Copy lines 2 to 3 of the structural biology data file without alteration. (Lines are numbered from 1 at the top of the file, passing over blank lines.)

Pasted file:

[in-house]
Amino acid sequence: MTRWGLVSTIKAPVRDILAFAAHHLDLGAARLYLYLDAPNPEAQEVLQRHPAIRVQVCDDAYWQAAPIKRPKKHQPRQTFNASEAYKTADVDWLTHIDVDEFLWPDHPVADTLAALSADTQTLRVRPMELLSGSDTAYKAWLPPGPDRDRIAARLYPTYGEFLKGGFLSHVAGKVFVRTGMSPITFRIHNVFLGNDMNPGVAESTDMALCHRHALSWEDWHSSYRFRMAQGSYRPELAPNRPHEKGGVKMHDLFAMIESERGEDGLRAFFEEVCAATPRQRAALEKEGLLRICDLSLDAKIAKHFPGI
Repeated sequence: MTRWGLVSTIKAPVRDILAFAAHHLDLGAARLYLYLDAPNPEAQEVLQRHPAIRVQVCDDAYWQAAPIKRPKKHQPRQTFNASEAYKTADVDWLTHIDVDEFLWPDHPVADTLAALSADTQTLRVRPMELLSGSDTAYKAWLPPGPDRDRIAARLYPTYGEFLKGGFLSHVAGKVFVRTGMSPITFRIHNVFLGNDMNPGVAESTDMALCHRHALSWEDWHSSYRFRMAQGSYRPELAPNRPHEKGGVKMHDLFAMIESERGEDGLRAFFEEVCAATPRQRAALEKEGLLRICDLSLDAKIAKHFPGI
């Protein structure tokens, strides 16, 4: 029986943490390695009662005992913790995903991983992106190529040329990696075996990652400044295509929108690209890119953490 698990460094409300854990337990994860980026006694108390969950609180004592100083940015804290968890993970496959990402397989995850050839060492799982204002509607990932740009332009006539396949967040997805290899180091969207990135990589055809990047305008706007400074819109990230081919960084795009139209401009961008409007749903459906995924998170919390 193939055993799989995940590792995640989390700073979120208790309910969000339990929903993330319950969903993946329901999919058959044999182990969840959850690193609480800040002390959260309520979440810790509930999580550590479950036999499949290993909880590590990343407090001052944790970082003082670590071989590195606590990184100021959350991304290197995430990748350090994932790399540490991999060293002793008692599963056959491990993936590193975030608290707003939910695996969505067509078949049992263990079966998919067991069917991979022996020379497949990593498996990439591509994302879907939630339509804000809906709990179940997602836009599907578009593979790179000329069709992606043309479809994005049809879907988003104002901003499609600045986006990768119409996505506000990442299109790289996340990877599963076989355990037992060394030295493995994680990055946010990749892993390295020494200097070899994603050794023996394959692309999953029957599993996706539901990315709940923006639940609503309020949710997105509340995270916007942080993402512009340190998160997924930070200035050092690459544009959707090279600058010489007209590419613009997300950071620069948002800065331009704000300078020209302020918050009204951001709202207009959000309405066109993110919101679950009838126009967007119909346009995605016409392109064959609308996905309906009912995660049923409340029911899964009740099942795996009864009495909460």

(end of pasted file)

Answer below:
Amino acid sequence: MTRWGLVSTIKAPVRDILAFAAHHLDLGAARLYLYLDAPNPEAQEVLQRHPAIRVQVCDDAYWQAAPIKRPKKHQPRQTFNASEAYKTADVDWLTHIDVDEFLWPDHPVADTLAALSADTQTLRVRPMELLSGSDTAYKAWLPPGPDRDRIAARLYPTYGEFLKGGFLSHVAGKVFVRTGMSPITFRIHNVFLGNDMNPGVAESTDMALCHRHALSWEDWHSSYRFRMAQGSYRPELAPNRPHEKGGVKMHDLFAMIESERGEDGLRAFFEEVCAATPRQRAALEKEGLLRICDLSLDAKIAKHFPGI
Repeated sequence: MTRWGLVSTIKAPVRDILAFAAHHLDLGAARLYLYLDAPNPEAQEVLQRHPAIRVQVCDDAYWQAAPIKRPKKHQPRQTFNASEAYKTADVDWLTHIDVDEFLWPDHPVADTLAALSADTQTLRVRPMELLSGSDTAYKAWLPPGPDRDRIAARLYPTYGEFLKGGFLSHVAGKVFVRTGMSPITFRIHNVFLGNDMNPGVAESTDMALCHRHALSWEDWHSSYRFRMAQGSYRPELAPNRPHEKGGVKMHDLFAMIESERGEDGLRAFFEEVCAATPRQRAALEKEGLLRICDLSLDAKIAKHFPGI